SSN lays down landlord law

Tenants have rights against landlords who withhold relevant information and overcharge for fees, among other violations.

By Lina Li

The Southside Solidarity Network (SSN) and the Metropolitan Tenants Organization (MTO) provided a comprehensive overview of legal protections for renters and actions they can take against negligent landlords at a renters’ rights workshop last night.

The workshop, which was led by MTO community organizers Noah Moskowitz (A.B. ’12) and Regina Rizzo, consisted of an outline of tenant rights followed by a discussion on move-in protocol, apartment conditions and repair, building security, leases, evictions, security deposits, and lockouts and retaliation.

Third-year Aija Nemer-Aanerud, an SSN member who helped organize the event, said that the workshop was an effort to “bridge the gap between students and the community,” since housing issues affect both groups.

Rizzo emphasized that renters should familiarize themselves with rights afforded under the Chicago Residential Landlord and Tenant Ordinance (CRLTO), or the “Tenant Bill of Rights.” Under the CRLTO, all renters are entitled to substantial legal protection if they live in buildings with over six units and if the landlord lives separately.

According to Rizzo, since 2009, MTO has developed a relationship with MAC properties, which is one of the biggest landlords of students in Hyde Park. Rizzo emphasized that collaboration with MAC allowed for smooth facilitation of housing disputes and avoidance of last-resort measures like picketing.

“They have shown an interest in addressing tenant issues, specifically systematic tenant issues,” Rizzo said.

Rizzo and Moskowitz then launched into a summary of renters’ rights. They said that when landlords do not deal with issues like pests or mold after a 14-day notice, emergencies regarding heat after filing a 24-hour notice, and water, plumbing, and electricity after a 72-hour notice, tenants can withhold up to 50 percent of their rent or terminate their lease. However, Rizzo and Moskowitz advised tenants to be aware before they make their decision that withholding rent could risk eviction after being taken to court.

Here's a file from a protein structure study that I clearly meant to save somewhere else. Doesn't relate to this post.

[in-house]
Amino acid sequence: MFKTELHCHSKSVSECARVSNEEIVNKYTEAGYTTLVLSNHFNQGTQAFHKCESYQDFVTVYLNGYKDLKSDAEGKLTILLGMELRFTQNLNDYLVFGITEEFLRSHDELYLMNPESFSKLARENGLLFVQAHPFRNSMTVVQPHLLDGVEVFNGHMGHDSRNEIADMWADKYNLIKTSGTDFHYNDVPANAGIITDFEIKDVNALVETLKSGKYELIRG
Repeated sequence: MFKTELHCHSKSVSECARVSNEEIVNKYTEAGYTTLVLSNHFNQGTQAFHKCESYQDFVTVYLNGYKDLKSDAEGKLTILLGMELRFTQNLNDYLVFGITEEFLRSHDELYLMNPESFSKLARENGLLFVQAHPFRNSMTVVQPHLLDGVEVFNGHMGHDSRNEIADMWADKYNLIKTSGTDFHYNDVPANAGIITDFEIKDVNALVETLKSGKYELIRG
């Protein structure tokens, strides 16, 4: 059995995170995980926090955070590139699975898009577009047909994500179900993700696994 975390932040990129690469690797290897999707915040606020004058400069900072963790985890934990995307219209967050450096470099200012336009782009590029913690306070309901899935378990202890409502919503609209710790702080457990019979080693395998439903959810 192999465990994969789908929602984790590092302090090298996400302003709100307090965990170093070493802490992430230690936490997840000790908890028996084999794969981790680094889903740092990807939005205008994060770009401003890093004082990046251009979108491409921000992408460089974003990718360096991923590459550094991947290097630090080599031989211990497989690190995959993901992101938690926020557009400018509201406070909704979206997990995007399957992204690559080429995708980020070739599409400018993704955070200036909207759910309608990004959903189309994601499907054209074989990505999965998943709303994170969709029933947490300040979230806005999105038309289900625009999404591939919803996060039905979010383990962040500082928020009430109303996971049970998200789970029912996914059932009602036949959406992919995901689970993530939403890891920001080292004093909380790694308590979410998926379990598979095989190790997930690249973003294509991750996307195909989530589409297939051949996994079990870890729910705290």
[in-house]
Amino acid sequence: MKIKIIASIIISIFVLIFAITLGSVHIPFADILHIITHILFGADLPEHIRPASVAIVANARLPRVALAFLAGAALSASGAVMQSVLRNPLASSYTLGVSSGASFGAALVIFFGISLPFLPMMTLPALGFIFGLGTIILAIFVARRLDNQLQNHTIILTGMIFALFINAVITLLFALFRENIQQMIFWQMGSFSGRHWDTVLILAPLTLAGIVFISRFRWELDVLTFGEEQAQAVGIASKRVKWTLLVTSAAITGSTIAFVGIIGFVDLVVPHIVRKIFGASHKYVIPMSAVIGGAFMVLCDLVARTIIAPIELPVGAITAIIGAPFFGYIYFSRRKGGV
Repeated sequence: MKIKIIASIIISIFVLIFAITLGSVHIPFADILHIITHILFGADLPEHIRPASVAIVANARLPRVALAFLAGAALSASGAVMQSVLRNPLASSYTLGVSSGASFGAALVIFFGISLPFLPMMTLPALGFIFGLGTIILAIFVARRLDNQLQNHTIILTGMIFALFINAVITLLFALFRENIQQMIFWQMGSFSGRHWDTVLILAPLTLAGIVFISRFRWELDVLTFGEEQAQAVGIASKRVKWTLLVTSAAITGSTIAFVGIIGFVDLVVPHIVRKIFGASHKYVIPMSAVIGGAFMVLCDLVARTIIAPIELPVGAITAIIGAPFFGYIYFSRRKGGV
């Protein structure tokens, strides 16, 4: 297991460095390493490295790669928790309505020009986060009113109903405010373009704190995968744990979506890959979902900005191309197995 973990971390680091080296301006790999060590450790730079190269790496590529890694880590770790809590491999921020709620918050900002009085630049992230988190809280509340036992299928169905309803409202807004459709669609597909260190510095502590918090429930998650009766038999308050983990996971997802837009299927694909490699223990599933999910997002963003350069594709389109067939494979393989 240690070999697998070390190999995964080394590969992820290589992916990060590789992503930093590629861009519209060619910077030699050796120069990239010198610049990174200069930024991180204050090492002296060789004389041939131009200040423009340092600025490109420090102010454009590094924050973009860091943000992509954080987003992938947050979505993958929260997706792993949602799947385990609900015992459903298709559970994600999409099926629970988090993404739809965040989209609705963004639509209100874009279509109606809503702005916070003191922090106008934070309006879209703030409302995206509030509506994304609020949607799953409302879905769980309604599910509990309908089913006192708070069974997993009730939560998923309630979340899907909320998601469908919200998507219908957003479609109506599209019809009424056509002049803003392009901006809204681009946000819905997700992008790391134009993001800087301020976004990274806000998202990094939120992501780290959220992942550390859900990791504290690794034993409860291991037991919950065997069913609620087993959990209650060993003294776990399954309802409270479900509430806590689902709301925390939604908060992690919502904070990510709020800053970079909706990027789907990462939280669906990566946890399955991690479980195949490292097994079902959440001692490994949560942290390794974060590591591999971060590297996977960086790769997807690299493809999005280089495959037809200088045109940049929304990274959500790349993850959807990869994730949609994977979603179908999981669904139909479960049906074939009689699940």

Even before tenants move in, there are multiple types of information the landlord has to release, such as their full contact information, a summary of the tenant’s rights, and building code violations for the past 12 months, among other disclosures. Tenants also can protect against future mishaps by noting any malfunctions or damages on the lease before they move in.

Landlords also cannot raise the rent within a lease term, reject a reasonable sub-letter, charge sublease fees and late fees over a certain amount depending on the rent. Even if a building is foreclosed, the bank or landlord who assumes possession must allow tenants to live out the lease in place. If a landlord wishes to terminate a residence at the end of a lease cycle, that landlord must give prior notice.

Evictions can proceed after a five, 10, or 30 day notice, depending on the extremity of tenants’ actions, such as evading rent payments.

Renters are entitled to a returned security deposit, and the interest accumulated on the deposit, at the end of their lease. Renters cannot be charged for “normal wear and tear.”

Law-abiding renters also cannot legally be locked out of the apartment, and can seek restitution through securing a police report and suing if it happens wrongfully to them.

According to Nemer-Aanerud, SSN is still “researching the feasibility of addressing certain housing concerns and repairs issues,” but SSN is focusing their activities on rent hikes, as such hikes “force out students and community members, and really perpetuate community gentrification.”